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Ontario Building Trades hear election pitches from Wynne and Horwath

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by Don Wall

With next year's provincial election top of mind among speakers throughout the recent convention of the Provincial Building and Construction Trades Council of Ontario, Premier Kathleen Wynne was accorded two standing ovations from convention delegates while the leader who sits atop the polls, Patrick Brown of the Progressive Conservatives, was not in attendance.
Ontario Building Trades hear election pitches from Wynne and Horwath

During the Niagara Falls conference, Building Trades business manager Patrick Dillon listed a handful of policies where the premier had shown leadership including Canada Pension Plan improvements, the minimum wage hike, labour law reform, apprenticeship training and the guaranteed income pilot project. He told delegates, "I just want to say, from my view, you have been doing a terrific job."

Dillon said in an interview the Conservatives were invited to send a speaker but declined.

"We have the premier here. The track record with the present government has been fairly positive," he said.

"And we have heard from Andrea (New Democratic Party Leadern Andrea Horwath, also a speaker at the conference), they want the partnership to move forward to build the kind of Ontario we want to live in.

"Patrick Brown, and it is a bad indicator, he was at the convention last year, and now that it is getting closer to the election, they were given months and months of notice. He was invited to this convention but chose not to come, saying there was a conflict with his schedule."

The party's labour critic was also said to be unavailable, Dillon noted.

"Maybe it is a scheduling conflict, but it is not a good signal that they chose not to be here," he said.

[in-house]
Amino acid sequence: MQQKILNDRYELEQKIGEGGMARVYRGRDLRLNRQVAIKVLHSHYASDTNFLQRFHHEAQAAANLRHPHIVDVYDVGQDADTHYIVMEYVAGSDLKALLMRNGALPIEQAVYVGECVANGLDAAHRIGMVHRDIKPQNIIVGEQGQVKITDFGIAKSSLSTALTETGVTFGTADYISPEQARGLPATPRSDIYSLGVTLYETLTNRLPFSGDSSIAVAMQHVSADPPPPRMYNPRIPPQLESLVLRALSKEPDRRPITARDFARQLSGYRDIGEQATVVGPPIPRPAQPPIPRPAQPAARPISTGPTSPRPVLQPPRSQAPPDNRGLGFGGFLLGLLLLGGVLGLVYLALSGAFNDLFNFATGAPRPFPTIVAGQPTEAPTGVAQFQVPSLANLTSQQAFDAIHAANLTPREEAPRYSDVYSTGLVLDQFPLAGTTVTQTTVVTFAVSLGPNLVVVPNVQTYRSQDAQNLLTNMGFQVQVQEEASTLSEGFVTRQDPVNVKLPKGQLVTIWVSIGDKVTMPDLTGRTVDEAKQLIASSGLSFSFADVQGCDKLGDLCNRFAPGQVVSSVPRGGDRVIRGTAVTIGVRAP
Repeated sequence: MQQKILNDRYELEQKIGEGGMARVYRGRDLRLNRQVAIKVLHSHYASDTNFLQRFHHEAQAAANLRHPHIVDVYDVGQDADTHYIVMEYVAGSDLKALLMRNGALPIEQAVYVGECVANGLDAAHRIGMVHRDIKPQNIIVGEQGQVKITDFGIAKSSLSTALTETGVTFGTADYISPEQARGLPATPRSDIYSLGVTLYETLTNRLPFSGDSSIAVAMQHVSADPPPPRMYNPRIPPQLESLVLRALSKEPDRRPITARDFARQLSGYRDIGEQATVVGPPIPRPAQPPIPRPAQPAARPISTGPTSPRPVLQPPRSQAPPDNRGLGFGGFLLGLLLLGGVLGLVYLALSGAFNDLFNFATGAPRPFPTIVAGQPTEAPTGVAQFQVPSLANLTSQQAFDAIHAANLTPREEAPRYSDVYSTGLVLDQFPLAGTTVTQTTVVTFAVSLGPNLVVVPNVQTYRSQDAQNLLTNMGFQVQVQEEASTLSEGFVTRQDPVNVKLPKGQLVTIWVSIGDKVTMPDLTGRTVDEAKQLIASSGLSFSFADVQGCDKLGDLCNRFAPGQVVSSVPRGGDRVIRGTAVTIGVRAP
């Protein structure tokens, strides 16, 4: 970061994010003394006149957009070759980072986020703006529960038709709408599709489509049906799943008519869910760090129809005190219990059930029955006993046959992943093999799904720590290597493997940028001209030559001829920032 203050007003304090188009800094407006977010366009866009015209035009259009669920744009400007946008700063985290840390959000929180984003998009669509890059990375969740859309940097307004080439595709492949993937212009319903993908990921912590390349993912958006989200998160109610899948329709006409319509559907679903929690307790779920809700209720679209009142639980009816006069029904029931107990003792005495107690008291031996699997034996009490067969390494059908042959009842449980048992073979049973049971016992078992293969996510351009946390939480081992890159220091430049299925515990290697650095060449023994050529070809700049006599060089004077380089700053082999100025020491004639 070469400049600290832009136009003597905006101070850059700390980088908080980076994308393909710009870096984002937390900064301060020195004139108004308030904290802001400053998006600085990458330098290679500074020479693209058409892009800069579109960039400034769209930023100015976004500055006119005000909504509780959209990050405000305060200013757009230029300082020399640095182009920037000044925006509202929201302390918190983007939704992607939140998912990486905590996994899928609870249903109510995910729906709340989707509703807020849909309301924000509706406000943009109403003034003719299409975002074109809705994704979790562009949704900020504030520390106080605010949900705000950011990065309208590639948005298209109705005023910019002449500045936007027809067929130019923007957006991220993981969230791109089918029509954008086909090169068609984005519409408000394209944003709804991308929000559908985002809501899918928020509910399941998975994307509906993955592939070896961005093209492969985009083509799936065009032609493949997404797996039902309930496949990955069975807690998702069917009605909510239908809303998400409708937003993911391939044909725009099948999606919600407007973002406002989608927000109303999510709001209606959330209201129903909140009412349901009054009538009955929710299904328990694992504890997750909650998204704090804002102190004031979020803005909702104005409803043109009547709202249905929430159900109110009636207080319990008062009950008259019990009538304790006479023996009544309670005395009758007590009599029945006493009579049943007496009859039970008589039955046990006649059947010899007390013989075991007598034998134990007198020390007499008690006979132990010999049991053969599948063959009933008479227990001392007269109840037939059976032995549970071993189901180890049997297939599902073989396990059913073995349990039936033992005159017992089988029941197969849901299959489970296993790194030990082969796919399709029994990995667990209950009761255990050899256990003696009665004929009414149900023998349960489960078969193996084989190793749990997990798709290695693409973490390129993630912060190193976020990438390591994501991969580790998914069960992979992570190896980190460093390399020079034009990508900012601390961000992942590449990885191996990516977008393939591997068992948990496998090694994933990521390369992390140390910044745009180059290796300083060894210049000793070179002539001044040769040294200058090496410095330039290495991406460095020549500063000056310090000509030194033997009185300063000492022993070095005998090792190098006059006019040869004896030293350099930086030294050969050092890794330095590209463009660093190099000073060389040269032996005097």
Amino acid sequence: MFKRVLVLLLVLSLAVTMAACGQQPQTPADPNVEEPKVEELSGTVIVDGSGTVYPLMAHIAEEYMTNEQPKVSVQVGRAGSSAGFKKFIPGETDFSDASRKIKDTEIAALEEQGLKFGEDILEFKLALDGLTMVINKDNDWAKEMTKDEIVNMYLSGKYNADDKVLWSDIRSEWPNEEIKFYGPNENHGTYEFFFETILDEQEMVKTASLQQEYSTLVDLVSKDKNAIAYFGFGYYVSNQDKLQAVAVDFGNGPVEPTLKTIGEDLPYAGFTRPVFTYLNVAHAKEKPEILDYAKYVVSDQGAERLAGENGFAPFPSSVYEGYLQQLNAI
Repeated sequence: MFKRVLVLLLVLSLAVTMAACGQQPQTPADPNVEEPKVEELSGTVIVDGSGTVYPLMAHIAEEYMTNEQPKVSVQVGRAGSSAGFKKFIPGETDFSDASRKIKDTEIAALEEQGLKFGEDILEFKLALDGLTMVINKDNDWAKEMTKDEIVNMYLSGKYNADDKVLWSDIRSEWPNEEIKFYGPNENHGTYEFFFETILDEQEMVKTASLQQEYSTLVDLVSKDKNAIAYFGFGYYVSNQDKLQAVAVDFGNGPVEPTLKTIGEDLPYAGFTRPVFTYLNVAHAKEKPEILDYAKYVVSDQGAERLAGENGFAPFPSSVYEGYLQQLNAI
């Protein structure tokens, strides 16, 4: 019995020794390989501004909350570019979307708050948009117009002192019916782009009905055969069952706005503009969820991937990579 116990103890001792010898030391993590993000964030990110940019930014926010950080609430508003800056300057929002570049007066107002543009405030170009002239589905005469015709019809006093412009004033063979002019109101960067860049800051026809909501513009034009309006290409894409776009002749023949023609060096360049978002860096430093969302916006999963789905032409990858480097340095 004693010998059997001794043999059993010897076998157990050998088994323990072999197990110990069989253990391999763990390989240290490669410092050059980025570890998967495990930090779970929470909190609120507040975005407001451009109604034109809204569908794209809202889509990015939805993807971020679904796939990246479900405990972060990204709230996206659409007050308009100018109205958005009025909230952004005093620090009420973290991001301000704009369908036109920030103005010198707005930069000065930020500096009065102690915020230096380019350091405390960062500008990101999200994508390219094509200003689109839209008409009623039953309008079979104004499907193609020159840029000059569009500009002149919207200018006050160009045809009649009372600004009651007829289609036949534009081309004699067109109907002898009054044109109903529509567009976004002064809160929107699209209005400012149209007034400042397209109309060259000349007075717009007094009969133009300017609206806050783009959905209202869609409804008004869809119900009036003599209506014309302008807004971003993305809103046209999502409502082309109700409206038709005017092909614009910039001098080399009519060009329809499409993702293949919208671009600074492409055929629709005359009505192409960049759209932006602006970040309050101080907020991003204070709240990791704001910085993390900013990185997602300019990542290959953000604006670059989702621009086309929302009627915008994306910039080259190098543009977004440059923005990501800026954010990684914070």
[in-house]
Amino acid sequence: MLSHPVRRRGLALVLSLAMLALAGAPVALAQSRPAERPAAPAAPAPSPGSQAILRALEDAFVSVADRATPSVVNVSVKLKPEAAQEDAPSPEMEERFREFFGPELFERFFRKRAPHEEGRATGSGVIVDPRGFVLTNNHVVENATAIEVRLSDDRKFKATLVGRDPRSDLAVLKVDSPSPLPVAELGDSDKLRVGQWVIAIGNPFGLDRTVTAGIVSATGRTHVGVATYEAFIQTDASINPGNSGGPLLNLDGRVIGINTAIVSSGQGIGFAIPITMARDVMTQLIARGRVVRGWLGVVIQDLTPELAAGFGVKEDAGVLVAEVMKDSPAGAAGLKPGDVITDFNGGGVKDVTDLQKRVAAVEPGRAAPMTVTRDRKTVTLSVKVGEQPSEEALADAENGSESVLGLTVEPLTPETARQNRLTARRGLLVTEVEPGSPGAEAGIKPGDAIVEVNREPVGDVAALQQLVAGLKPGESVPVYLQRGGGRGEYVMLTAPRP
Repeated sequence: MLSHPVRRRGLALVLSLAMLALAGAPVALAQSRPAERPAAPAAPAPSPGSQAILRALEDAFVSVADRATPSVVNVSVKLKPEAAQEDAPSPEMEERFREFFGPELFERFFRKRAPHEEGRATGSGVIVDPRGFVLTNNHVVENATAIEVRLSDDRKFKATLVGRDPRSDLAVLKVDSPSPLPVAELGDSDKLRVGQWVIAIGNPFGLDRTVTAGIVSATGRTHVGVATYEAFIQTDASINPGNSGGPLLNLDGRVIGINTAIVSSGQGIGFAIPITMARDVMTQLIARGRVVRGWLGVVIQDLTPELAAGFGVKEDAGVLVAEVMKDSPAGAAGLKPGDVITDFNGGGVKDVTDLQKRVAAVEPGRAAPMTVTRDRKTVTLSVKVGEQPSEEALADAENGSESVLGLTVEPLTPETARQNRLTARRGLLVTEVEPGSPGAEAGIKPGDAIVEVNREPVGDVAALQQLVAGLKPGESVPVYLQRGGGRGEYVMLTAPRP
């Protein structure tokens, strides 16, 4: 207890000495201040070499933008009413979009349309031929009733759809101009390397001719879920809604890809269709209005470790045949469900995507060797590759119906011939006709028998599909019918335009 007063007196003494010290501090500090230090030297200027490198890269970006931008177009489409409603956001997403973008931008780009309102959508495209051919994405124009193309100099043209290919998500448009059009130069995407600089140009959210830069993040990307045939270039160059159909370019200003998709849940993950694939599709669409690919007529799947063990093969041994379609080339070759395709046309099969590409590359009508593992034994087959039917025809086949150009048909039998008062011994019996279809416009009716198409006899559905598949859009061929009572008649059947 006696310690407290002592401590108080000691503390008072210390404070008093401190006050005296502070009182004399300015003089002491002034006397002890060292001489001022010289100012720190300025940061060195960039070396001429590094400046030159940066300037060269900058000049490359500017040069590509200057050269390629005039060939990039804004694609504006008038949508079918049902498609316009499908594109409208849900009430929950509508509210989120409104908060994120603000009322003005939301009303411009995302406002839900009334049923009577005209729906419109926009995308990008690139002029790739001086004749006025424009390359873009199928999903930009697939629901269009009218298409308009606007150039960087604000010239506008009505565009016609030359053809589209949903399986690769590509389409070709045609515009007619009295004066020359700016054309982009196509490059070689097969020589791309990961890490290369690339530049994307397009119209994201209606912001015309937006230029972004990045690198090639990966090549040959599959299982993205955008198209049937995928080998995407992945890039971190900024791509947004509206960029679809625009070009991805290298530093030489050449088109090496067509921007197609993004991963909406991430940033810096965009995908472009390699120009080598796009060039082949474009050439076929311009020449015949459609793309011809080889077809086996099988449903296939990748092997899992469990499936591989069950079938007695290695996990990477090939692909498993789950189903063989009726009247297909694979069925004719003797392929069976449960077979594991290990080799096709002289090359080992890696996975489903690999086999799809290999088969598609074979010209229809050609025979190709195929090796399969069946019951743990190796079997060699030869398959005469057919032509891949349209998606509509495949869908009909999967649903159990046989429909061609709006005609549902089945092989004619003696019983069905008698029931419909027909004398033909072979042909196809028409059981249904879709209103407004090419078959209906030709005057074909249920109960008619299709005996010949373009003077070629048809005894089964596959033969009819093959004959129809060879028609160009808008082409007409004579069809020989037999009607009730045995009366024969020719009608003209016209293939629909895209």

In her address, Wynne noted that changes to OSAP funding her government had instituted meant 210,000 postsecondary students are now getting free tuition and then turned to support for skilled trades training.

"We are continuing to support more young people entering skilled trades and encouraging diversity inclusion, I know that is something you are encouraging as well," said the premier, whose party currently ranks second in most polls behind Brown's Conservatives.

"We want to work with leaders like you to make skills training and apprenticeships even better and accessible. There is a lot we can learn from the construction trades on mentorship, on completion rates and a host of other issues."

Wynne addressed threats to NAFTA emerging from the U.S. administration under President Donald Trump, saying global changes are creating growing uncertainties.

Regarding NAFTA, Wynne said, "It is like reading bizarre tea leaves to try to figure out what is going on."

Wynne pointed to local infrastructure projects the government has funded and said, "We are making historic investments in infrastructure and with those historic investments we know there will be a lot of great opportunities for skilled trades in the years ahead. We need you to work with us on that."

Horwath said her party is a steady ally of the Building Trades coalition.

"We can build an even better Ontario where hardworking people can count on paycheques and benefits and pensions," she said.

Ontarians will hesitate to vote for the Conservatives, she predicted, because they will remember the last time they took power and laid off nurses, shut down hospitals, privatized Highway 407 and started the process of privatizing hydro.

Two speakers from the national labour scene remarked on the importance of next year's election as a possible watershed for organized labour.

Bob Blakely, Canadian operating officer of Canada's Building Trades Unions, said, "The Ontario election will be huge for us."

Hassan Yussuff, president of the Canadian Labour Congress, commented, "I am worried about the Ontario election.

"We saw what Mike Harris did to the province when he came into office. We can't allow a new government to come in and tell us we are going to go back. We are not going back."

Dillon said the Conservatives had approached him for support for their campaign.

"Their whole agenda was all about negative stuff about Kathleen Wynne," said Dillon. "I said, I cannot consider making a contribution to a political party when I don't know where they stand on any issue, other than opposing everything Kathleen Wynne said or did.

"That is not how you get elected as a premier of the province of Ontario."

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